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Family Separation and Reunification as a Factor in the Educational Success of Immigrant Children

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    We find that family separation during migration has a negative impact on the educational success of immigrant children in U.S. schools. Children separated from parents during migration are more likely to be behind others their age in school, are more likely to repeat a grade, and are more likely to drop out of high school. The negative impact of separation during migration on educational success is largest for Latin American immigrants, for children separated from their mothers (as opposed to fathers), for those whose parents have lived in the United States illegally, and for those who were separated from their parents at older ages and reunited with parents as teenagers.

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    Paper provided by UMBC Department of Economics in its series UMBC Economics Department Working Papers with number 09-104.

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    Length: 57 pages
    Date of creation: Dec 2008
    Date of revision:
    Handle: RePEc:umb:econwp:09104
    Contact details of provider: Postal: UMBC Department of Economics 1000 Hilltop Circle Baltimore MD 21250, USA
    Phone: 410-455-2160
    Fax: 410-455-1054
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    1. Stephen V. Cameron & James J. Heckman, 2001. "The Dynamics of Educational Attainment for Black, Hispanic, and White Males," Journal of Political Economy, University of Chicago Press, vol. 109(3), pages 455-499, June.
    2. Krista Perreira & Kathleen Harris & Dohoon Lee, 2006. "Making it in America: High school completion by immigrant and native youth," Demography, Springer, vol. 43(3), pages 511-536, August.
    3. Richard Akresh & Redstone Akresh, 2011. "Using Achievement Tests to Measure Language Assimilation and Language Bias among the Children of Immigrants," Journal of Human Resources, University of Wisconsin Press, vol. 46(3), pages 647-667.
    4. Cascio, Elizabeth U., 2005. "School Progression and the Grade Distribution of Students: Evidence from the Current Population Survey," IZA Discussion Papers 1747, Institute for the Study of Labor (IZA).
    5. Fitzpatrick Maria D, 2008. "Starting School at Four: The Effect of Universal Pre-Kindergarten on Children's Academic Achievement," The B.E. Journal of Economic Analysis & Policy, De Gruyter, vol. 8(1), pages 1-40, November.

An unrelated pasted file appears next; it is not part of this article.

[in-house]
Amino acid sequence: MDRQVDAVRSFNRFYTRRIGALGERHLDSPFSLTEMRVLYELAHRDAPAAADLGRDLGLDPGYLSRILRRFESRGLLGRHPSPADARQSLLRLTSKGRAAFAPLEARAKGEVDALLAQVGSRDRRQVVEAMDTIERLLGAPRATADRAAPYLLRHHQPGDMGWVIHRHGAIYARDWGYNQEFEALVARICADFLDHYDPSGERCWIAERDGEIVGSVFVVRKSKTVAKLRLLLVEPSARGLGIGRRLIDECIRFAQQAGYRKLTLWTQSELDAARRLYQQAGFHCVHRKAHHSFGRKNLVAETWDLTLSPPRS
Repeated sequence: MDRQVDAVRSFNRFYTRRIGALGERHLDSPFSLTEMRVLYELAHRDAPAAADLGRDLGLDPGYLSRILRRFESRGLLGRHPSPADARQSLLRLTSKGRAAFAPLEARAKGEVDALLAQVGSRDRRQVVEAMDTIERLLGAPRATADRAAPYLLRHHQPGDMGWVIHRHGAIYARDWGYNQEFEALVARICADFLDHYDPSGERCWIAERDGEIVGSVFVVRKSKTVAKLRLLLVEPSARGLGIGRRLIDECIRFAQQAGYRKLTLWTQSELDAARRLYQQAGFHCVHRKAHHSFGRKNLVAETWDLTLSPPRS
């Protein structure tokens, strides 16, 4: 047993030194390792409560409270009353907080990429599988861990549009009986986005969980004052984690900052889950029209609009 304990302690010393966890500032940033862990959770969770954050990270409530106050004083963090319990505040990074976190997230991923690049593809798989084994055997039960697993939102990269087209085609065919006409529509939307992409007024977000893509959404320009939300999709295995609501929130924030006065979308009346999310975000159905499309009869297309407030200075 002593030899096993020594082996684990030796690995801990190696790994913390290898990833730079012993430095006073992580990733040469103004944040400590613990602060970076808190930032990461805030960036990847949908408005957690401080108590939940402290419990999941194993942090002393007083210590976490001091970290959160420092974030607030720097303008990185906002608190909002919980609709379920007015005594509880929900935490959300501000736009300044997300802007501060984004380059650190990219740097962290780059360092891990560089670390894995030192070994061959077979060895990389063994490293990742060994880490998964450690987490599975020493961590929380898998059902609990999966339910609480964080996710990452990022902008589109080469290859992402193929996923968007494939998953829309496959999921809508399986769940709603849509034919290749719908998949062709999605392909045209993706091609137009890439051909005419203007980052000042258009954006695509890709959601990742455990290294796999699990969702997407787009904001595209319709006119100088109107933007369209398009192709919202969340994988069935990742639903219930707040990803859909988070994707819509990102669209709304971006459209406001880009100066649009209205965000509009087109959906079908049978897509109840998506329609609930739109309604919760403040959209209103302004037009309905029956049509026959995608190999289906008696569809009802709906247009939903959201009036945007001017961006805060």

6. Amuedo-Dorantes, Catalina & Georges, Annie & Pozo, Susan, 2008. "Migration, Remittances and Children’s Schooling in Haiti," IZA Discussion Papers 3657, Institute for the Study of Labor (IZA).
    7. David Deming & Susan Dynarski, 2008. "The lengthening of childhood," New England Public Policy Center Working Paper 08-3, Federal Reserve Bank of Boston.
    8. Lofstrom, Magnus, 2007. "Why Are Hispanic and African-American Dropout Rates So High?," IZA Discussion Papers 3265, Institute for the Study of Labor (IZA).
    9. McKenzie, David & Rapoport, Hillel, 2006. "Can migration reduce educational attainment ? Evidence from Mexico," Policy Research Working Paper Series 3952, The World Bank.
    10. Miranda, Alfonso, 2007. "Migrant Networks, Migrant Selection, and High School Graduation in Mexico," IZA Discussion Papers 3204, Institute for the Study of Labor (IZA).
    11. Anne Case & I-Fen Lin & Sara McLanahan, 2000. "Educational Attainment in Blended Families," NBER Working Papers 7874, National Bureau of Economic Research, Inc.
    12. Robert Haveman & Barbara Wolfe, 1995. "The Determinants of Children's Attainments: A Review of Methods and Findings," Journal of Economic Literature, American Economic Association, vol. 33(4), pages 1829-1878, December.
    13. Jasso, Guillermina & Massey, Douglas S. & Rosenzweig, Mark R. & Smith, James P., 2008. "From Illegal to Legal: Estimating Previous Illegal Experience among New Legal Immigrants to the United States," IZA Discussion Papers 3441, Institute for the Study of Labor (IZA).
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